Understanding the Global Public Health Implications of Substandard, Falsified, and Counterfeit Medical Products

Type: Consensus Study
Topics: Global Health
Board: Board on Global Health

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Activity Description

The IOM is requested to convene an ad hoc consensus committee of diverse experts to gather information and deliberate on approaches to mitigating the global problem of substandard, falsified, and counterfeit pharmaceuticals and products used in their manufacture.  It will begin by developing among the committee members and for this context consensus working definitions for the terms “substandard”, “falsified”, and “counterfeit.” The committee will carefully distinguish between the application of these terms to meet public health and legal needs.  Then focusing specifically on the public health aspects of the problem, the IOM committee will address the following issues:

  • TRENDS: Using available literature, identify high-level, global trends in substandard, falsified, and counterfeit medicines (SFC) including differences and similarities in different global regions. Identify gaps in the evidence that complicate the analysis of these trends. This is intended to provide context to the study, but not serve as an in-depth analysis.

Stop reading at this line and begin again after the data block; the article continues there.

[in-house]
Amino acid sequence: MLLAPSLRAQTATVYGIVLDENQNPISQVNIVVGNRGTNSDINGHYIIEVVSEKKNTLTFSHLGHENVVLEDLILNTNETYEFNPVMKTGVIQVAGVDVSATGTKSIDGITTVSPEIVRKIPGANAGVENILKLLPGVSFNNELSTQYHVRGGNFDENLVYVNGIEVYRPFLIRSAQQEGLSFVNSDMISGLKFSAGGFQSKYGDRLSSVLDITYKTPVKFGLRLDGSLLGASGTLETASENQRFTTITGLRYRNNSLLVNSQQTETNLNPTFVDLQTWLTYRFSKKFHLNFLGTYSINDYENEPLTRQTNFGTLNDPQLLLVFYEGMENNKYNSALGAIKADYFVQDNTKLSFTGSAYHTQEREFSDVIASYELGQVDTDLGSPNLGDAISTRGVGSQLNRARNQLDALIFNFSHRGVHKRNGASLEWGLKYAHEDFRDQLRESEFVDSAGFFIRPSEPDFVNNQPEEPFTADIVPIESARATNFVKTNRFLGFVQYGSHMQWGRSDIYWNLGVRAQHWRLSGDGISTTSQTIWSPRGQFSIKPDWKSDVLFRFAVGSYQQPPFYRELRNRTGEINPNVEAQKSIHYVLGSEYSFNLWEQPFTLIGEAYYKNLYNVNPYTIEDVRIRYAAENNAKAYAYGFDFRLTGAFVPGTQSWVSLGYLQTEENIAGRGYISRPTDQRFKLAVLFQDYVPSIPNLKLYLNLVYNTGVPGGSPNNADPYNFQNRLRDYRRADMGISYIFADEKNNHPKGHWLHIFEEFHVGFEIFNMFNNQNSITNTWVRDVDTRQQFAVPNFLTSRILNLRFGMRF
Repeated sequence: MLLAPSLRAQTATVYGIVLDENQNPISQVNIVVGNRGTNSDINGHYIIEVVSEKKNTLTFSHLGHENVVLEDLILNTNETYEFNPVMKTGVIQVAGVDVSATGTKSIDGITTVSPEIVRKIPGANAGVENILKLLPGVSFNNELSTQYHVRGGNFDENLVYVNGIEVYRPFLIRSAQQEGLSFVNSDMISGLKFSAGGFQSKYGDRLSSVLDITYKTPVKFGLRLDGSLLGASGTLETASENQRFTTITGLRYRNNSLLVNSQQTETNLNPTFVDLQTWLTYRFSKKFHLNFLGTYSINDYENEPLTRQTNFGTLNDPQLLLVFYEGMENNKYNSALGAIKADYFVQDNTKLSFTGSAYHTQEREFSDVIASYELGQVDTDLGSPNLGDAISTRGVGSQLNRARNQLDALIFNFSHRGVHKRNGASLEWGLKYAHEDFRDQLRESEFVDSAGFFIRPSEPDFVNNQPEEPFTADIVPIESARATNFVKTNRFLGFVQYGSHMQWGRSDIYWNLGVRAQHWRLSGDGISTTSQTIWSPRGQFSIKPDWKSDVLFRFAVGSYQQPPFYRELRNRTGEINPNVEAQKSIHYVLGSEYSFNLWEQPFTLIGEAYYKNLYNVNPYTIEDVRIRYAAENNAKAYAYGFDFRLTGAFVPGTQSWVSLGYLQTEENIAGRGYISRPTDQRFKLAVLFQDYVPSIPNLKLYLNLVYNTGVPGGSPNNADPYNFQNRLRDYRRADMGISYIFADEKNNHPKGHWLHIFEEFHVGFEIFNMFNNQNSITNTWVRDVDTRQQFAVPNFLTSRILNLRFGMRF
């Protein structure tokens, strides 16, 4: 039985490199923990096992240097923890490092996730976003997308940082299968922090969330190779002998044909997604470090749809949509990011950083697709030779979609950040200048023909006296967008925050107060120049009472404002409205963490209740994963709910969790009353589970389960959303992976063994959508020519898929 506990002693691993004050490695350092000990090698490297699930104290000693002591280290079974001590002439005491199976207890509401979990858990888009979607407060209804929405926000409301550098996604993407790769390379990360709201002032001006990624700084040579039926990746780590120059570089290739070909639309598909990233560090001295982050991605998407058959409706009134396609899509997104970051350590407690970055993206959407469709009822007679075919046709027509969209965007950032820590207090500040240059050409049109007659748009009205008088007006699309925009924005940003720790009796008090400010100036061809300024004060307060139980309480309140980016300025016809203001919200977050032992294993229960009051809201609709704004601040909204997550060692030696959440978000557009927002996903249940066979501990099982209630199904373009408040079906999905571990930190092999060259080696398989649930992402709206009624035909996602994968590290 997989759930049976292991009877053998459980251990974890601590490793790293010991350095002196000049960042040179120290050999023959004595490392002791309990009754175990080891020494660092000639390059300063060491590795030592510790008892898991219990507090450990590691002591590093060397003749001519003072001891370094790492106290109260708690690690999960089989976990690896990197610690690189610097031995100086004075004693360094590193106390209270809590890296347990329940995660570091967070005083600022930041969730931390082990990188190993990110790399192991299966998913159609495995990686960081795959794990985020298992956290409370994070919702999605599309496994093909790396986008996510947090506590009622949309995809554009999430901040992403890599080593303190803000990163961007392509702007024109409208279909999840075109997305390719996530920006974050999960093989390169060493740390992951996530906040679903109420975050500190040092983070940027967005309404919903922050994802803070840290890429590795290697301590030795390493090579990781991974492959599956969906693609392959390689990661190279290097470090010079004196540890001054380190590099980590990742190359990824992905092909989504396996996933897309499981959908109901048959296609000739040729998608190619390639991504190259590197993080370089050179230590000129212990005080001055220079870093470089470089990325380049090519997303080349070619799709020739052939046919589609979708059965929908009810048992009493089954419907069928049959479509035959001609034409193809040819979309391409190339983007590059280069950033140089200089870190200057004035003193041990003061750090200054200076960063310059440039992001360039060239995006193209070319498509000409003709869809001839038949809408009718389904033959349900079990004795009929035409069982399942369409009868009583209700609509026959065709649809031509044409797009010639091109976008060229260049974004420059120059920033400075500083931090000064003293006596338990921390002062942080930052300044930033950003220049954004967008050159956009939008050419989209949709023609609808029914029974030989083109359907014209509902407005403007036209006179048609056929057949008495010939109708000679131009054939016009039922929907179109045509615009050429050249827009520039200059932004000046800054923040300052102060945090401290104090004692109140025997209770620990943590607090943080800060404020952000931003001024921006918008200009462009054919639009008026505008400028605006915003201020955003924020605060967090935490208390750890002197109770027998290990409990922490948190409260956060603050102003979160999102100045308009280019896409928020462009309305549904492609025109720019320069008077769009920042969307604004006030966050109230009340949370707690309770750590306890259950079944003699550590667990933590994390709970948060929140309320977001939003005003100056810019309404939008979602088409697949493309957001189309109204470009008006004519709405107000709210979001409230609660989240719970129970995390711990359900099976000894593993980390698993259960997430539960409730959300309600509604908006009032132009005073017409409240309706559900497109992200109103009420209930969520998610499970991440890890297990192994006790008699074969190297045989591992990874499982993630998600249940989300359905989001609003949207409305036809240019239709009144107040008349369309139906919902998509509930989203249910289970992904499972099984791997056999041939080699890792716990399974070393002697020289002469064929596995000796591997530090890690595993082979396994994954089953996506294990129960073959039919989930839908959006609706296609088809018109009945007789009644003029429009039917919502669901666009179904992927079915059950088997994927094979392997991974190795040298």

• RISKS IN THE SUPPLY CHAIN: Identify the weaknesses in the supply chain that allow falsified, substandard, and counterfeit drugs to circulate.  
  • HEALTH EFFECTS: Explain the public health consequences, to patients and at the population level, of SFC drugs and how to measure this. 
  • STANDARDS:  Identify areas where convergence of standards could contribute to stronger regulatory actions.
  • IDENTIFICATION:  Describe global regulatory processes, e.g. track and trace, authentication, that distinguish genuine and high quality drugs from fake or substandard drugs and identify what factors could be used for additional scrutiny of the genuineness of the product. 
  • TECHNOLOGY:  Identify detection, sampling methods, and analytical techniques used to identify counterfeit, falsified, and substandard drugs. Explain how these technologies can be best used and implemented in a system to stop the circulation of harmful drugs. 
  • COLLABORATION:  Assess effectiveness of regulatory approaches around the globe including prevention, detection, track and trace systems, compliance, and enforcement actions. 
    • Based on such an assessment, identify areas where collective action among government regulatory authorities is most relevant and sustainable;
    • Identify ways government, industry, and other stakeholders can work together to strengthen supply chains and fight counterfeit, falsified, and substandard drugs;
    • Identify areas where industry or other stakeholders are best equipped to act; and
    • Recommend a collaborative path forward. This includes recommending definitions for the products in question that would be sensitive to the needs of drug regulators around the world and focuses on the public health. It also includes recommending how various regulators could collaborate on a global and regional level to best address the problem.

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